Souvenir shopping started right now!

Rule of thumb so you won’t get rip off:

  1. Always bargain
  2. Make sure the price the vendor offer and you counter offer is in “dirhams”, some vendors are tricky that after the final price they’ll say in USD
  3. Start with low and then work the price up
  4. If it’s your first counter offer and they accepted it then you are paying too much
  5. We found on average, 1/3 of the original price, they’ll sell!
  6. If they say no, walk away, either the vendor will call you back or you’ll find similar items in the next shop!
  7. Don’t get a hard feeling if you get insulted or name callings, no need to argue, just walk away!
  8. Don’t believe if the vendor said something is authentic…it’s most likely NOT!
  9. If you are heading to Chefchaouen, do your souvenir shopping there instead, those vendors are more honest in price without the need to bargain!

Those glasses and teapots are so pretty but not sure about the quality and I’ll be wary of putting tea in them…you never know if they have harmful chemicals or not!

Traditional colorful leather slippers but they aren’t comfortable to wear, we tried it on 😦

We ventured into the souks (markets) wah my eyes got dizzy by those scarves……the vendor asked for 200 dirhams and we bargained down to 50 dirhams! Note: in Chefchaouen, the vendors asked for 50 dirhams straight up front that we don’t even need to bargain!

Traditional wedding gowns, aren’t they pretty but they are expensive like 500+ dirhams and I figured I wouldn’t be able to wear them again so not worth it!

The floor was dirty and sometimes you’ll see donkeys as the mode of transporting heavy items even in this crowded alley way so look out!

Due to our trip went through different weather from cold/rainy Switzerland to hot desert to southern Italy, my suitcase already stuffed with both winter and summer clothes that we couldn’t buy big piece of souvenir 😦

Locals shop there too!

Reminded me of the village market back when I was little so I didn’t think it was weird or surprised to see something like this:

After browsing through the souks, we walked out to Jemaa el-Fna and surprisingly we didn’t get lost! Once in the square, it took a while to orient ourselves to know which “exit” street to get to the restaurant: Dar Essalam. We kept walking down but it took so long to reach it so we had a doubt if we were in the right street, Sokunna pulled out her Google map and it showed it should be down a few more blocks. Yes, we found it! Look at how grand its doorway is!

We walked in and walked through this long hallway, I felt like we were in a maze again and then there is the receptionist. I told him we had a reservation and from Riad Fleur d’Orient, he checked and brought us into another rooms after rooms to reach this dining room. It was like an Arabian palace, the colorful but dark lighting inside added a mysterious mood to it. Arabian Night? Oh yes!

The two musicians were part of the show, you’ll need to tip them for a photo with them; nothing is free in Morocco, remember that!

The wood work, the mosaic tiles, everything looked amazing!!!

We ordered our food – each of us got a different meat type tagine – one of the famous Moroccan dishes that is cooked in a terracotta pot. I ordered a beef, Sokunna ordered a chicken, and Jason ordered lamb tagine. Each dish around 200 dirham ($20). Jason ordered Fanta, it tasted the same as the Fantas in Europe and it cost 10 dirham ($1) and you can see that its retail price in markets in 3.5 dirhram haha!

The dining room started to fill up….and of course, all of them were tourists. While waiting for the food to arrive, I walked around to navigate this “palace”:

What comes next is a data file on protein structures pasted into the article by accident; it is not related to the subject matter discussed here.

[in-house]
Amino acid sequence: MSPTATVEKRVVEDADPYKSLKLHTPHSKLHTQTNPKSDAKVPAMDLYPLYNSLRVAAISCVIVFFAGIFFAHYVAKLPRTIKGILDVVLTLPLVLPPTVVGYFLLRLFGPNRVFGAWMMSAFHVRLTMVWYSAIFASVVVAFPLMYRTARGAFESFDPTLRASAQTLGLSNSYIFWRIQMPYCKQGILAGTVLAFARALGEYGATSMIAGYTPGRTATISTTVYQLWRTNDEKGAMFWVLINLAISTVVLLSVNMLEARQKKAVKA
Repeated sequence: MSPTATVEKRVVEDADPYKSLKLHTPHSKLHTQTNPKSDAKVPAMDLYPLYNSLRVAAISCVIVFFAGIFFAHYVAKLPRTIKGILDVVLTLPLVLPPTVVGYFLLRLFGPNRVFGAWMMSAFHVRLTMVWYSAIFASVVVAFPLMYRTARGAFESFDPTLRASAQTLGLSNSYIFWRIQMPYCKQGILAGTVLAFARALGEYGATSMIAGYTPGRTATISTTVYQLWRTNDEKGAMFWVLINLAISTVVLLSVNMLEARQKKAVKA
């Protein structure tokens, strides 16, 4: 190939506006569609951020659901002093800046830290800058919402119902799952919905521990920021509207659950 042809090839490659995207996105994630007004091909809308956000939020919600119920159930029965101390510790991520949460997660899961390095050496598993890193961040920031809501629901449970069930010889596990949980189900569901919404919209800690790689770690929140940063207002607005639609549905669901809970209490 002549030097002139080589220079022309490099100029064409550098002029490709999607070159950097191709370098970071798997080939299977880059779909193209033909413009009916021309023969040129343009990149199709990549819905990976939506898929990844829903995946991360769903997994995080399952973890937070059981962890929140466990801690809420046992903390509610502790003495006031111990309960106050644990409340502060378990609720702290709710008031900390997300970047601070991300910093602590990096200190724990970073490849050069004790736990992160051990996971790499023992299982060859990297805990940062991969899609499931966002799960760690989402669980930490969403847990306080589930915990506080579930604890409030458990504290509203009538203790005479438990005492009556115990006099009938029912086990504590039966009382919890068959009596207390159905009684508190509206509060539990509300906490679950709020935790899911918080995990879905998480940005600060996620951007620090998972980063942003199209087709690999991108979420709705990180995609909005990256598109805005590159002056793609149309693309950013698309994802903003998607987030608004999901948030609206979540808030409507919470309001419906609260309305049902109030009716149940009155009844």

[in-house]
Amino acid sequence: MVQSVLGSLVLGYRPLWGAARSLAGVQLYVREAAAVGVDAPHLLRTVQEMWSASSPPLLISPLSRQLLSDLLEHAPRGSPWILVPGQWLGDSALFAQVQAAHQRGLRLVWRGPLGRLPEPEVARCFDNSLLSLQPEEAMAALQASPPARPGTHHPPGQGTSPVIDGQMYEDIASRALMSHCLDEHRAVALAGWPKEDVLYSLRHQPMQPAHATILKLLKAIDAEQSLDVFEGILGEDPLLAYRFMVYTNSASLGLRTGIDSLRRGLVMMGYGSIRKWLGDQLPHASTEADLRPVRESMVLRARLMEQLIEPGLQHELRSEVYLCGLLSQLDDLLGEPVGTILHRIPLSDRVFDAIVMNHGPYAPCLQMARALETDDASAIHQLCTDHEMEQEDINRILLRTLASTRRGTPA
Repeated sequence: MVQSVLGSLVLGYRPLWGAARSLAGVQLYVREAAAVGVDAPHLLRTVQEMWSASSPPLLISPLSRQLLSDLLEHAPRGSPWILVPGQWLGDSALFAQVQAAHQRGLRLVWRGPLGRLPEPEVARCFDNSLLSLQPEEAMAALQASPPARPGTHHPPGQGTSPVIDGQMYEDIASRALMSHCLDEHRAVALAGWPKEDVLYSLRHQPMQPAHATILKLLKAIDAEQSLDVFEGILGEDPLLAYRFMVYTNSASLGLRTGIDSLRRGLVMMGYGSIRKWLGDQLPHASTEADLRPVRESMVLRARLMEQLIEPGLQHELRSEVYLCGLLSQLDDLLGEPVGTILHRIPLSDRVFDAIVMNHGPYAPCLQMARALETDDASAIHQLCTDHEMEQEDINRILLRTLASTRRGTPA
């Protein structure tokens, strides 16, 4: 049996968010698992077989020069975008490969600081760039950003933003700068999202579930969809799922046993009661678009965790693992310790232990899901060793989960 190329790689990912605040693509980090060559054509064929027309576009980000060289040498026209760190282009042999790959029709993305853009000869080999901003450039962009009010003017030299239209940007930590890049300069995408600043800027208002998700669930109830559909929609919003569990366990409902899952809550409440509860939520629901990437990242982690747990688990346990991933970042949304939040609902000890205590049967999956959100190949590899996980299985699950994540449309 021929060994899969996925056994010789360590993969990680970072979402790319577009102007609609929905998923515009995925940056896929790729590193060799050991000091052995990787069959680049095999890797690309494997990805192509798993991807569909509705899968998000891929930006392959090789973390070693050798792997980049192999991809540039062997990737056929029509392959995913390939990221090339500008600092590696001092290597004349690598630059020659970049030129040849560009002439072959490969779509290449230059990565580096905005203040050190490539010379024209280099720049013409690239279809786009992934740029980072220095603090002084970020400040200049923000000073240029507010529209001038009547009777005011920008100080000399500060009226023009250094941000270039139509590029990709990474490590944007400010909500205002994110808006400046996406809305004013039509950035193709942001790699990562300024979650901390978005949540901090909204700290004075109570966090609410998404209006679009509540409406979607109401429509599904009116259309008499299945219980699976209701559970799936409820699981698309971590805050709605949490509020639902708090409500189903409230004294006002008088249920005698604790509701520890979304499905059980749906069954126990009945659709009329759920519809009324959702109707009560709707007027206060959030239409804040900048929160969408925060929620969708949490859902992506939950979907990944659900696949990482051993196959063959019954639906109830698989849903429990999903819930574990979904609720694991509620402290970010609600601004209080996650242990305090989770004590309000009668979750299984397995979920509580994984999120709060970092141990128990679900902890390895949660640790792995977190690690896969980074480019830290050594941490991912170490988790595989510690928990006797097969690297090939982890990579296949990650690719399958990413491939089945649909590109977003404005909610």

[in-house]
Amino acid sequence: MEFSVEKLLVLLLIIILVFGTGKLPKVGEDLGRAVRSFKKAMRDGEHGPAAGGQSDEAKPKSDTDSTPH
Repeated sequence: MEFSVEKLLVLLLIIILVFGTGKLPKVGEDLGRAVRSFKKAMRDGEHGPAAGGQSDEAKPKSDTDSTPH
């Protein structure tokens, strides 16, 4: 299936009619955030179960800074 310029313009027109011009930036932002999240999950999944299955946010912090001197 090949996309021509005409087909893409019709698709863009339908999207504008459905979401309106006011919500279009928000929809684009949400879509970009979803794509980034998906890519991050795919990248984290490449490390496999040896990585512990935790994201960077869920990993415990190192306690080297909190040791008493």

Another dining room:

In one of the display case near the reception, I saw this set of teapot and cups, they are so much prettier than the ones sell in the souks. The ones in the souks are all silver tone without colors so I bet this is “real”!

The hallway of rooms:

The tagines finally arrived, it was our first time having tagine and…….not impressed! They were too dry, I wish they had more sauce and the meat were all overcooked!!! The veggetable were tasteless, sigh I thought cooked like this, the veggy should absorb all the meat sauce but no!

When we finished our food, I asked the waiter for the bill and he said stay a little longer, the show is about to start….alright…..the first performer was this lady carrying a plate of candles on top of her head dancing along the way. She has some serious balancing skill there!

The place was so dark and I didn’t bring the flash with us on the trip so it was very hard to get a sharp photo to capture the movements (I cranked up the ISO really high!).

After the candle lady, the belly dancer arrived! I heard the belly dancers are not from Morocco since Morocco is a Muslim country, ladies wouldn’t dress this revealing! They are from neighboring African countries.

After the show, it was already 9:30 and we left to walk our long way back to the Riad. Along the way, we see the lamps lit up in this store wow!!! I did not dare to take out my DSLR so those photos were taken by Jason’s Samung Galaxy S6 Edge phone:

The thousand-year-old market – Jemaa el-Fna came to life at night with food stands and souvenir stands!

We stick together, holding on tight our bags and walked through the market; surprised that we made it through without any harassment yay! We managed to navigate back to our Riad safely, those narrow ally ways were dark and we prepared for it by bringing a flashlight with us, it helped a lot! I entered the passcode and open the front door to get in, supposedly the front desk is 24 hours but the 2nd shift guy wasn’t there. We took some photos inside the Riad, it looked lovely and very peaceful away from the busy market.

I backed up the photos and Jason took this photo of me on this “executive” desk haha! Working hard 😉

My first impression of Morocco – crowded and full of scammers but as long as you are aware of your surrounding and those scams, it wasn’t as scary as I thought…..so far in Marrakesh. I was expecting the kids and yes they arrived within 3 minutes and they were super annoying. On the other hand, we didn’t get any verbal harassment from young men in the square. There were vendors trying to get your business but it was the same as in other bargaining markets in 3rd world countries. The architecture in the Riad and that restaurant were so beautiful and luxuriously comfortable for the price we paid – $186.78 including city tax for 2 nights in that suite; it was on sale at orbitz.com. It was the cheapest suite we ever stayed in!